On Tuesday, Gordon Hospital held an open house to showcase its two new hyperbaric chambers that use concentrated oxygen under pressure to treat wounds.
Hyperbaric oxygen (HBO) therapy works by surrounding patients with 100 percent pure oxygen while the patient relaxes inside a pressurized compartment.
Medical experts say that hyperbaric therapy is proven to promote faster and more extensive healing by increasing the oxygen levels in the bloodstream. The oxygen stimulates circulation and promotes healing.
Bryanne Parker, hyperbaric oxygen technician of the program, said patients in a hyperbaric chamber breathe at a pressure equivalent to diving 33 feet under the sea.
“It’s amazing to see how well the wounds heal,” she said.
Hyperbaric oxygen therapy is beneficial for a wide range of diagnoses, including diabetic ulcers, bone infections, post-operative infections, skin grafts, radiation burns, arterial and venous ulcers, carbon monoxide poisoning, decompression illness, air embolism, cyanide poisoning, gangrene and crush injuries and suturing of severed limbs, Parker said.
Treatment in the chamber usually averages two hours with 10 minutes for compression, 90 minutes for treatment and 10 minutes for decompression.
Dennis Kathcart, Advanced Clinical Hyperbaric, RN and certified wound specialist with Adventist Health System, helped train the staff, said patients who undergo the treatments have very positive outcomes.
“The healing rates exceed those that choose not to have the treatment. The only things that a patient may feel is a little pressure on the ear drums, almost like you are flying in a plane, and they also might feel a little warm during compression and a little cool during decompression, otherwise it is like you are just relaxing on a couch,” Kathcart said.
“The chamber has a clear top to it, so you can see out. And you can lay there and just relax, nap or watch television,” he added.
Noticeable healing for diabetics
Jonathan Carney, 58, of Resaca, who was one of the first local patients to benefit from the hyperbaric oxygen treatments agrees that being inside the chamber is relaxing and even called the treatments “restful.”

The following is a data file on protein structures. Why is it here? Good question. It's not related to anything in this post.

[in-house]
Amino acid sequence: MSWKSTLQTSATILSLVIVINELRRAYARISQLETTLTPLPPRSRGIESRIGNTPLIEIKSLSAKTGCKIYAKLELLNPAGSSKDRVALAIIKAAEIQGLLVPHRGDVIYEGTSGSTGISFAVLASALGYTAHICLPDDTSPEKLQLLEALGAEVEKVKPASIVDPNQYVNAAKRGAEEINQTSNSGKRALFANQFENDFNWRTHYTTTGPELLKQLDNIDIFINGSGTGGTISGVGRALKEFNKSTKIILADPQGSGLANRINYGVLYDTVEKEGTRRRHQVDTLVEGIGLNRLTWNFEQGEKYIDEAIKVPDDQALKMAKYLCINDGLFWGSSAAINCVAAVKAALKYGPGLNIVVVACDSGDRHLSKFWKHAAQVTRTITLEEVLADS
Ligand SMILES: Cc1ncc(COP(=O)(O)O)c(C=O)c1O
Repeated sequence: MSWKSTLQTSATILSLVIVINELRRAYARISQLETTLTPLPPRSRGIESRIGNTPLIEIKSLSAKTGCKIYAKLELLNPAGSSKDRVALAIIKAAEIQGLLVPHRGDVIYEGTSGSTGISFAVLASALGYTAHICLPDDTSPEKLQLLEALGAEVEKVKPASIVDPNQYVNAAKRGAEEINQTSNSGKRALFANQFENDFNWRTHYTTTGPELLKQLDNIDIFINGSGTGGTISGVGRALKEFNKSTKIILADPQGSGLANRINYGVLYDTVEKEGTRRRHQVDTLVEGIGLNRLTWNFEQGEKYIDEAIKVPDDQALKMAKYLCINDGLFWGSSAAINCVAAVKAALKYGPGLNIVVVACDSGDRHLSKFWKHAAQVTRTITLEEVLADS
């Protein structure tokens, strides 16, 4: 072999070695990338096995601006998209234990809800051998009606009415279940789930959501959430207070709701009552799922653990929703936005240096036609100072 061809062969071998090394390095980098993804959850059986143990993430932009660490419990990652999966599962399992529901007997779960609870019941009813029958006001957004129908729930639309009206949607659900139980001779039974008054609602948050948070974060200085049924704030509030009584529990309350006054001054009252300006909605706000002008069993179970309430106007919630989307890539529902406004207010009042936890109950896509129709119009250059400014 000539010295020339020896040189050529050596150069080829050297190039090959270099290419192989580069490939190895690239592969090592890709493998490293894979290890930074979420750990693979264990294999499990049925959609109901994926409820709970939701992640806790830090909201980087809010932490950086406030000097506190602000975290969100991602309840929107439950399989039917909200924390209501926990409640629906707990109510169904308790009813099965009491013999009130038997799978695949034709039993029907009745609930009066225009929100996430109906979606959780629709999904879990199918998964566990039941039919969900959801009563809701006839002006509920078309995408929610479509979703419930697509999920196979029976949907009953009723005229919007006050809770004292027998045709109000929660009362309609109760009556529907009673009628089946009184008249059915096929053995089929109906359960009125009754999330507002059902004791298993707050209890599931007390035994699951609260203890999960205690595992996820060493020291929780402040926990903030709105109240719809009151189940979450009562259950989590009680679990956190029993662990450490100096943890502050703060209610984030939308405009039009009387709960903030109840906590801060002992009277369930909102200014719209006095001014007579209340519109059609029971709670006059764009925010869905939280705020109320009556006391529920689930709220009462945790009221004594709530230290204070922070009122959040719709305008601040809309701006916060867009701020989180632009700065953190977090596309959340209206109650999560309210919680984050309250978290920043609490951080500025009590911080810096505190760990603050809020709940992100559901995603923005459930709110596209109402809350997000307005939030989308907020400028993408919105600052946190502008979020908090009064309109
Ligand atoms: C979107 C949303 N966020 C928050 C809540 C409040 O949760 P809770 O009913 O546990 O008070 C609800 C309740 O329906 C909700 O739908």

Carney was diagnosed with diabetes several years ago, and for the last year, struggled to get a wound on his foot to heal. He had treatments for about a month and saw significant changes.
“I wish that I had before and after pictures, because my foot now has soft, pink skin on it for the first time in a long time,” Carney said.
He said the only side effect was a positive one: “My wounds are healed,” he said. “I would recommend it.”
Patients who are claustrophobic can receive anti-anxiety medicines at the center.
“Some are a little concerned about the space, but those that have been in it, feel so much better after treatment that it becomes a non-issue for most of them,” Parker said.
And, she added, “The bottom line is that we want them to feel comfortable and know that we are always close at hand if they need anything.”
Gordon’ Hospital’s Center for Wound Healing, which officially opened in November 2010 and is an extension of the rehabilitation services department.
Located next to the Rehabilitation Services department on the ground floor of the hospital, the area boasts three, private exam rooms and two hyperbaric oxygen therapy chambers.
Julie Harmon, Physical Therapist, certified wound specialist and clinical coordinator of the program, said the center provides a full range of care by coordinating treatment plans and support services with the wound care.
“Our patients have access to a full continuum of care that includes extensive wound assessment and treatments, procedural pain management, patient education and support services with our new center,” Harmon said.
Patients are referred to the center at Gordon Hospital, and undergo a thorough evaluation with a complete history and physical exam to identify the type of wound and what may be hindering the healing process, hospital officials stated.
For more information about the center call 706-879-5760.